FYI -- I live at sea level and have asthma. I discussed with my physician the pros/cons of taking diamox and opted not to do so.

It's a smart move for you to rework your itinerary to save Lake T for the end of your trip.
Tess_Durberville is offline  
Oct 1st, 2008, 03:25 PM
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Tess, I have been as high as 5,000 ft, but like you, I live at sea level (coastal California) so I have no idea how my body will reslond to 8,000 and above.

We have decided to definitely switch the order in the itinerary. I'm still on the fence regarding Diamox. I have read that if a person begins having altitude sickness, the Diamox can be started, but that it's more effective to use it in advance.

I am not a person who takes medication indiscriminately, so this is something I will continue to investigate before making a decision.

Erin - your hotel at Lake T sounds great. We weren't offered that one as an option. Did you find it on your own? Also - will you be spending time in Lima before and/or after the tour? Have you chosen a hotel there?
scdreamer is offline  
Oct 2nd, 2008, 06:34 AM
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Scdreamer - Vidal offered us the standard hotel options ... but I had done extensive research on TripAdvisor because we knew we would probably want to stay at different hotels, so we gave him the specific hotels and he priced our itinerary accordingly. Vidal's willingness to completely customize things to our wants/needs is one of the reasons we decided to work with him.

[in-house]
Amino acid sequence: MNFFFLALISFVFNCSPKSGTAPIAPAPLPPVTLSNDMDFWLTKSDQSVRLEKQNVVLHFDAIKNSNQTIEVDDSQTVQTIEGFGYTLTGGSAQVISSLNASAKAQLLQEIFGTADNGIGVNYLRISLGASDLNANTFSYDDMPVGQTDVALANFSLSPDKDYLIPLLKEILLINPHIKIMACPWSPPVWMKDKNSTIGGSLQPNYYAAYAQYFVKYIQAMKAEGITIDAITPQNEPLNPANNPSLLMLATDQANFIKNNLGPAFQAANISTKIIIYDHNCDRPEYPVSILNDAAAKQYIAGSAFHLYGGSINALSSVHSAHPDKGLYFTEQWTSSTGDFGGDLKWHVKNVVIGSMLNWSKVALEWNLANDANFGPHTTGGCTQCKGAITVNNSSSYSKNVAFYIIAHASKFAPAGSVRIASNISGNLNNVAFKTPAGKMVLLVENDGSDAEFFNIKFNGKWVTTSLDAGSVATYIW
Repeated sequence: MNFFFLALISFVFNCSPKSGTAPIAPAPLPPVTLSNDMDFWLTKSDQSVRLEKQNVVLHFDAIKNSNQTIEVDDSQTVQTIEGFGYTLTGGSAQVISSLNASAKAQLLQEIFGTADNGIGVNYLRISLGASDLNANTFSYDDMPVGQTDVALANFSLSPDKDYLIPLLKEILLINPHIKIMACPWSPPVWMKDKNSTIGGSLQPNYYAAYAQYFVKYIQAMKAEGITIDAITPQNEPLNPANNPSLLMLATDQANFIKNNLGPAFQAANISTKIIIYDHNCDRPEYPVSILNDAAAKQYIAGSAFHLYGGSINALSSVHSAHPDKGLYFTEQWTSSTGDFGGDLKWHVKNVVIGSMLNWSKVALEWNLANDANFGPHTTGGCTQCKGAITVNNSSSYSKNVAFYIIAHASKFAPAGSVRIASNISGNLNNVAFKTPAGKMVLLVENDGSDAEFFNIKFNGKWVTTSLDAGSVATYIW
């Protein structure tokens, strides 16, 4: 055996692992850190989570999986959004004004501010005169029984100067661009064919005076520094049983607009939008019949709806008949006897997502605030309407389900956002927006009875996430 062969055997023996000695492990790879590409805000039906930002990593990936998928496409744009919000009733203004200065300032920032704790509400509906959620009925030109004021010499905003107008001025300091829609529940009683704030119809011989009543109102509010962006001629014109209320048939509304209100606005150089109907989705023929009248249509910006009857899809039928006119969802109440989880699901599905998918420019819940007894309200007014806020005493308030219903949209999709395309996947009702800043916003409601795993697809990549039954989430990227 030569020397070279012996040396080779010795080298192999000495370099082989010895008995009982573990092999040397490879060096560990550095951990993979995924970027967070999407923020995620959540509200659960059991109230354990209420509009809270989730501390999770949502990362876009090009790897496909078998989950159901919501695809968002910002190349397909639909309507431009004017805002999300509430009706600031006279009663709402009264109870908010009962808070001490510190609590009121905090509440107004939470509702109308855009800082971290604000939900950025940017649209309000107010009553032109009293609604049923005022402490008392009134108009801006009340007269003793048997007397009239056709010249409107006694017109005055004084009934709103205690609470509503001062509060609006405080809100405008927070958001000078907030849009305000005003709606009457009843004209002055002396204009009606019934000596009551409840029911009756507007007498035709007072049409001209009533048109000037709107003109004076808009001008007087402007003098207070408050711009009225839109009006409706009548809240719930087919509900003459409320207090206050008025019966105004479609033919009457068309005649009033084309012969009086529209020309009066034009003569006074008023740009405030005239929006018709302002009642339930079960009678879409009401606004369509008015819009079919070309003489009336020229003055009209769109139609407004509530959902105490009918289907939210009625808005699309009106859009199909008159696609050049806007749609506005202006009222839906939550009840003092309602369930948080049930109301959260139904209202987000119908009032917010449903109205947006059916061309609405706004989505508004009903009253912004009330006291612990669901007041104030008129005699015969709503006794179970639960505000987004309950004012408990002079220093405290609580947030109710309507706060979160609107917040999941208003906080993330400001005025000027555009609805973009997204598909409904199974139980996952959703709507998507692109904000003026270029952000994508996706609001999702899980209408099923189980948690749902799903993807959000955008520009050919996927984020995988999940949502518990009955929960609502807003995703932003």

We already have our confirmed reservations for Inkaterra in AC and Los Apus in Cusco. Waiting on confirmation from Pakaritampu in Ollanta and Casa Andina PC in Puno.

We're staying overnight in Lima the night we arrive. Since we get in around 10:00p, we're going to stay at the Ramada Costa del Sol for that night - short walk from the airport terminal. On the way back, we'll be staying in Lima one night at San Antonio Abad in Miraflores - small boutique property; found on personal recommendation; good enough reviews on TripAdvisor for a one night stay. (We're skipping an extensive stay in Lima this time - will do that when we return to do Nazca lines, Paracas, northern Peru.)